Uvalde, Texas, is Home to Angora Goats and Mustang Mares

Uvalde is a small town in Texas, United States. It is the county seat of Uvalde County. The city has a population of 15,217, according to the 2020 census. It is situated in the Texas Hill Country, about 80 miles west of downtown San Antonio, and 54 miles east of the Mexico–United States border.

Angora goats

Hayden Haby started raising Angora goats on his ranch in Uvalde, Texas, in the late 1800s. He grew the breed from seed stock obtained from William M. Landrum of Laguna, California, who had moved to Texas in 1883. By 1887, he had switched his operation from sheep to Angora goats, with the goal of producing quality mohair for clothing and home furnishings. He also began breeding Angora goats with mustang mares to produce a riding horse that was durable and strong.

The Angora goat industry in Texas was burgeoning, with increased production and prices. Rising land prices in the western United States prompted more Texas ranchers to begin raising the goats. Additionally, stock raisers from California began transferring their operations to Texas, and William M. Landrum moved his herd of thoroughbred goats to Uvalde County. By the middle of the century, almost two-hundred ranchers raised Angora goats in the state. Many of these ranchers eventually sold their goats to ranchers in other states.

Angora goats were originally brought to Texas in 1857 by William Walton Haupt. He crossed Angora goats with Mexican goats and received good reviews from the public. Soon, other ranchers in Texas started raising Angoras. In the 1920s, Texas ranchers raised two million Angora goats, producing 80 percent of the American mohair clip. Texas ranchers continued to grow the breed after the American Mohair Growers Association moved its headquarters from San Antonio to Rocksprings.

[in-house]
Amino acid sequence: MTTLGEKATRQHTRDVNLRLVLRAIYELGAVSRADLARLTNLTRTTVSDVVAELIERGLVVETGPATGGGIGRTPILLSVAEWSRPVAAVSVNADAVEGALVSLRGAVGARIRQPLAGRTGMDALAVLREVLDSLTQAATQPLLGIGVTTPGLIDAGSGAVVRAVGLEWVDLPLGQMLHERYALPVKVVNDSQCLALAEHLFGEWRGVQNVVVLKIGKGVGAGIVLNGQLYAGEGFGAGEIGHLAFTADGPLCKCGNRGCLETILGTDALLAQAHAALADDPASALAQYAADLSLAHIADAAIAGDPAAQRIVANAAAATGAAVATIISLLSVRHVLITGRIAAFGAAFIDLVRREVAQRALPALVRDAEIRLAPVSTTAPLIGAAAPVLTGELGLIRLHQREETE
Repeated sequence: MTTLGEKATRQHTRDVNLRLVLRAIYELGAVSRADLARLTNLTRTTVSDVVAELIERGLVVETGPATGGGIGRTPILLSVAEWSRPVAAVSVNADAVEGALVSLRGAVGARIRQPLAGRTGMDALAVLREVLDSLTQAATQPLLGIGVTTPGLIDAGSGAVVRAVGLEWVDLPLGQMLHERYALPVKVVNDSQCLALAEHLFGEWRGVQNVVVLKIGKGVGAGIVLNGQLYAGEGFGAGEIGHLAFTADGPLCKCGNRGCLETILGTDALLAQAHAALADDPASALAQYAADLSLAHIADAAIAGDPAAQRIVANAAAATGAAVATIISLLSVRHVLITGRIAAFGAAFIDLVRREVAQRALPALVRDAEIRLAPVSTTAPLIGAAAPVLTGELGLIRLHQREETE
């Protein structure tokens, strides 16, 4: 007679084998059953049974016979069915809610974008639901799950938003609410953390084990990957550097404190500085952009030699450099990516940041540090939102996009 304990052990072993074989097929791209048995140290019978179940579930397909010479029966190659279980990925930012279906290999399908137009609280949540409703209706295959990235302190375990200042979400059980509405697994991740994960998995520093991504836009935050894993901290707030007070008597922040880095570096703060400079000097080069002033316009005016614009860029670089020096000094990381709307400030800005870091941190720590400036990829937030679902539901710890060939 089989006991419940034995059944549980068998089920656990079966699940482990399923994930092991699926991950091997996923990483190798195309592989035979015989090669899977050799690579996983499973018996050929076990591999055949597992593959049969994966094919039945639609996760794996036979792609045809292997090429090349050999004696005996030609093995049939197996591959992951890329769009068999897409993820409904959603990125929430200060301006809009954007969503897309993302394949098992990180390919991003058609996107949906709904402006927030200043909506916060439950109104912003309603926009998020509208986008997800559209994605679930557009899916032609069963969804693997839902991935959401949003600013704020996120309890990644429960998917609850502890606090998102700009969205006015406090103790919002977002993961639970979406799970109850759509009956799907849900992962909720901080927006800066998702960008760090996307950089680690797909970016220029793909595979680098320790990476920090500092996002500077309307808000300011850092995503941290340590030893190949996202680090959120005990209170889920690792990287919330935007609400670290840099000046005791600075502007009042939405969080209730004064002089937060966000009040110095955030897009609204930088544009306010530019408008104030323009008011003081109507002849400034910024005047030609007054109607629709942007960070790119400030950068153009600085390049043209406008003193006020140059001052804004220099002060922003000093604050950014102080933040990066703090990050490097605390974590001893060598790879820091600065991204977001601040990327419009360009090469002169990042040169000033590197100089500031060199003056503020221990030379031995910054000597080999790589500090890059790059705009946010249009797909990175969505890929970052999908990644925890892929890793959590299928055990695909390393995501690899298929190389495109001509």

Judge Bob David Davis was the premier Angora goat breeder in the state. The family originally came from Turkey, where they discovered the forebear of the Angora goat. In 1881, Judge Davis and his father settled along Hackberry Creek in Uvalde County. The Davis family had four children.

The study was carried out on castrated male Angora goats across two rangeland sites, including oak savannah and mixed-brush shrublands on the South Texas Plains. Goats were given typical management, including shorning twice a year in February and July or August. The fleeces were evaluated for grease weight, average fiber diameter, and percentage of medullated fibers. Additionally, daily rainfall was recorded.


The illegal drug trade in the Uvalde area is a major concern for local farmers and ranchers. The government is doing little to stop the flow of drugs from Mexico into the Uvalde area. Ranchers have told stories of their cattle being driven into neighbors’ yards, and farmers have reported their fences being broken into. Often, repairs are not even possible. Other complaints include car thefts and abduction attempts.

Residents in Uvalde say law enforcement is essential to keeping the town safe. Local taquerias and salons offer free haircuts for law enforcement officers. Many residents say they are more reliant on the Border Patrol since the increase in drug activity. They see law enforcement officers as part of the family, and residents are grateful for the help they provide.

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